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Innovative Underwriting Solutions

Approximately 15 years ago, innovations around financial underwriting led to the creation of one of the most successful new markets in the region, i.e., the high net worth customer markets in Hong Kong and Singapore. Similarly, the focus in all the Asian markets is on enhancing the customer journey and value proposition through new and innovative underwriting solutions and looking to create similar and just as successful business and customer solutions.

Although the current market distribution model is still dominated by the agency channel, companies are making significant moves to expand distribution into other channels, such as bancassurance and digital. Bancassurance solutions, specifically, are gaining significant traction and importance. Some of the more traditional distribution and business models are costly and sometimes inefficient, especially in emerging Southeast Asian countries, given their large populations and geographical dispersions. Leveraging off banking and other distribution relationships, the focus is on making the underwriting process as simple as possible, resulting in the increasing use of banking, financial and lifestyle behavioral factors to simplify underwriting processes and enhancing the customer journey even further.

Innovative thinking is also being applied to combating fraud. In India especially, fraud has been a severe challenge. The Indian fraud research firm Indiaforensic Research estimates that India’s insurance sector loses US$4.5 billion annually due to fraud. India recently went live with a new risk- scoring model integrated with an e- underwriting platform developed specifically to identify potentially fraudulent applicant behavior based on historical industry claim experience. This solution is expected to generate significant savings for the Indian insurance industry in the future.

Wellness, Impaired Lives and Other Lifestyle Solutions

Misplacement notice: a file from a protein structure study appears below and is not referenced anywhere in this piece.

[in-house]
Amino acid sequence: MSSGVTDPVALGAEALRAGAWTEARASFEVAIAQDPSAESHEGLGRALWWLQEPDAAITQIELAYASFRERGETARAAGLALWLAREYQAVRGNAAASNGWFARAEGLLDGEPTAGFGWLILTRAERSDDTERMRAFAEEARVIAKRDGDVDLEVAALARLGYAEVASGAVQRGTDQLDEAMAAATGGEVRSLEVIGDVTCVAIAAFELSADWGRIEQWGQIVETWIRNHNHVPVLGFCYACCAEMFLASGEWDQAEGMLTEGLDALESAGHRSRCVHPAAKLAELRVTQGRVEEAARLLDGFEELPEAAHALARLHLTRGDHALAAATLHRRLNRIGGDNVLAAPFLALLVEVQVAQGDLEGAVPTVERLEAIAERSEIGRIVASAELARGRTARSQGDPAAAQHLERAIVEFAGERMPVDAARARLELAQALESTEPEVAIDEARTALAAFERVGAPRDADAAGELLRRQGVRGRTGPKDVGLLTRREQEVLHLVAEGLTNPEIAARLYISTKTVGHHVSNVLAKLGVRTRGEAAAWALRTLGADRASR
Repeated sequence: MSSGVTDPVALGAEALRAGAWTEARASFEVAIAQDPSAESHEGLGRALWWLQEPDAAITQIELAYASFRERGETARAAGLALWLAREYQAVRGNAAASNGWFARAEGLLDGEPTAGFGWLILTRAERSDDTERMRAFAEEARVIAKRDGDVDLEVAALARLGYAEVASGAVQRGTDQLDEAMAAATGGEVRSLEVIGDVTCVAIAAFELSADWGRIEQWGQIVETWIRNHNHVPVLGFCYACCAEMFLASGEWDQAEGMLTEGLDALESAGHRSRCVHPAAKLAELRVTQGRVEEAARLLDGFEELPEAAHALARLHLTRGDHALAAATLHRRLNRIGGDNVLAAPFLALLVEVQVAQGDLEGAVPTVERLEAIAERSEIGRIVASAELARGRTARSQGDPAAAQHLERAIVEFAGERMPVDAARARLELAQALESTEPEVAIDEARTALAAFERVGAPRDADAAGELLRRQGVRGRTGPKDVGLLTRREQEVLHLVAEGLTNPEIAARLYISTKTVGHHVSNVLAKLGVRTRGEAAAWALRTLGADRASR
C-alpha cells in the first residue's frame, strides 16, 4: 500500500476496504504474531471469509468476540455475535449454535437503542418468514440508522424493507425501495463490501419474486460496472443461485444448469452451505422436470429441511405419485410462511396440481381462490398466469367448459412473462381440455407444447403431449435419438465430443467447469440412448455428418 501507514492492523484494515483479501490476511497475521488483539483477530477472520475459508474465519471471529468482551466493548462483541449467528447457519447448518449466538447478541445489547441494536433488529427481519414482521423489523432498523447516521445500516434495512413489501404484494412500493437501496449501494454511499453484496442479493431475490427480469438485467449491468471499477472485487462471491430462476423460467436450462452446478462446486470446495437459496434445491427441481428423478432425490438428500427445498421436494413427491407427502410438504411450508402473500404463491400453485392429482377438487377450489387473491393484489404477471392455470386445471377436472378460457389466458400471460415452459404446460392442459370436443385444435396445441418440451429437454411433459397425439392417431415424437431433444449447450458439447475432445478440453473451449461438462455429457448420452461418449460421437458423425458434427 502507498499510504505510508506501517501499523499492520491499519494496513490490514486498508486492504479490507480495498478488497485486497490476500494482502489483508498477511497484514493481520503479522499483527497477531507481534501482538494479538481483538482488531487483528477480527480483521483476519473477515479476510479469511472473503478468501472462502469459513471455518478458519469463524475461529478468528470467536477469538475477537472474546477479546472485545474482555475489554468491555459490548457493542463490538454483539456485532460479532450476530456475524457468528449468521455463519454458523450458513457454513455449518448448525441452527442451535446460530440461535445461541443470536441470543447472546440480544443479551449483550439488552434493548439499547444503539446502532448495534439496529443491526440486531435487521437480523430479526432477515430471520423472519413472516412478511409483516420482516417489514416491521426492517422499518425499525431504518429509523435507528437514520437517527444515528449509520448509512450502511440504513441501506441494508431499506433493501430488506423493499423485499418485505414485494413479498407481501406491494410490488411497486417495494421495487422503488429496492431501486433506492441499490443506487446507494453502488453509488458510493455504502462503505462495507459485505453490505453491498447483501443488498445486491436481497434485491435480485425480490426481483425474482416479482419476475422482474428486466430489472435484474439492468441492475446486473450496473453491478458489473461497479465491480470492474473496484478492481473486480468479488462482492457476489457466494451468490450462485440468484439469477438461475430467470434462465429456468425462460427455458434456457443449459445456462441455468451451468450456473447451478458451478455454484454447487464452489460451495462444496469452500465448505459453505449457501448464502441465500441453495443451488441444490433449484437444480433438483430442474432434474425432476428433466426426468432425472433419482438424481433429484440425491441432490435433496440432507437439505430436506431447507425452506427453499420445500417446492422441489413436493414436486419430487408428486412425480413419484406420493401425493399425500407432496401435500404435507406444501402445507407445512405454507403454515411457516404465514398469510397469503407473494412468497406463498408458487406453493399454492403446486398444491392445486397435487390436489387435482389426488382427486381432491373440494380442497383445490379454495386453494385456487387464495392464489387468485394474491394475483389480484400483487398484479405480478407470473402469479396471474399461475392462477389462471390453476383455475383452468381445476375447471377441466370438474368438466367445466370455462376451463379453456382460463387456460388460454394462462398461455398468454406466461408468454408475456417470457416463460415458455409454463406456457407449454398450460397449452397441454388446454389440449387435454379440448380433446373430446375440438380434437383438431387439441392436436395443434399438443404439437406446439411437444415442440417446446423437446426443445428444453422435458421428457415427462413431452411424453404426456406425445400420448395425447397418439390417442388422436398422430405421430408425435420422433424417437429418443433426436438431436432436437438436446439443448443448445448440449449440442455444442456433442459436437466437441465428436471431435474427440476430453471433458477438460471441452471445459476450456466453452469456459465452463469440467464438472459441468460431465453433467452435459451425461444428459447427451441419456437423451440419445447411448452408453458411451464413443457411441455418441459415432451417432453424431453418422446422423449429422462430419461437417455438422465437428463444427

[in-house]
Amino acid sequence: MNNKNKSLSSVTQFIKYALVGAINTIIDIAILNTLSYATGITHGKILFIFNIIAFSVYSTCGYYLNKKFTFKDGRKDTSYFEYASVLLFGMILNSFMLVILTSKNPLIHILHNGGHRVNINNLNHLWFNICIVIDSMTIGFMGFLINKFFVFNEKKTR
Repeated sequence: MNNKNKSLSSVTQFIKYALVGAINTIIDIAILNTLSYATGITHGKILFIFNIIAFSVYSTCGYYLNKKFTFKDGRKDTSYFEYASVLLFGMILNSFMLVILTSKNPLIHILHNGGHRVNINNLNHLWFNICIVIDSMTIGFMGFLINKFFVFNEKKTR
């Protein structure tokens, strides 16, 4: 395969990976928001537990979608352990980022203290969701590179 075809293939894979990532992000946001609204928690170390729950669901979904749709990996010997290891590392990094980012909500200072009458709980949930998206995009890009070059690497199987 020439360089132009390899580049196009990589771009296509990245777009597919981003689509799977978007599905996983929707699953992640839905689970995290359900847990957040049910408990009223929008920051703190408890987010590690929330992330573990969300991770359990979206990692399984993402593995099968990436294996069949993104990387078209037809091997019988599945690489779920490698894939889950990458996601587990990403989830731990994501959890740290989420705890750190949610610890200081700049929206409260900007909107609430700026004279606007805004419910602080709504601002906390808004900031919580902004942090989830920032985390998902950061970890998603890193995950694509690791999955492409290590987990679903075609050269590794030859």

The challenges presented by populations of all ages have placed more emphasis on health insurance protection. As in the West, Asians are increasingly subject to the deleterious health impact of high- stress work environments and sedentary lifestyles, and much of the health care focus is still primarily on “sick care”—finding and fixing illnesses—rather than on prediction and prevention.

Many Asians are entering their senior years without sufficient cover, and several insurers in the region are integrating wellness concepts into their policies. Developing innovative wellness solutions that specifically address impaired lives is also gaining significant traction. Many insurers are currently looking at ways to leverage medical advances, new data sources, and new technologies for this market, developing unique underwriting rules for products that can reduce the risk of covering impaired lives, and designing pre-approved life, health and critical illness solutions targeted for customers who in the past might have been uninsurable due to past health and claims experience.

Still, innovations that expand insurance coverage to customers who previously could not purchase insurance may no longer be enough. We, as an insurance industry, have to ensure that insurance solutions can both protect and improve customer health as well as financial and emotional wellness. Combining insurance solutions with traditional wellness programs, dis-ease management protocols, third- party service providers and InsurTech could permit holistic solutions in the impaired lives wellness space.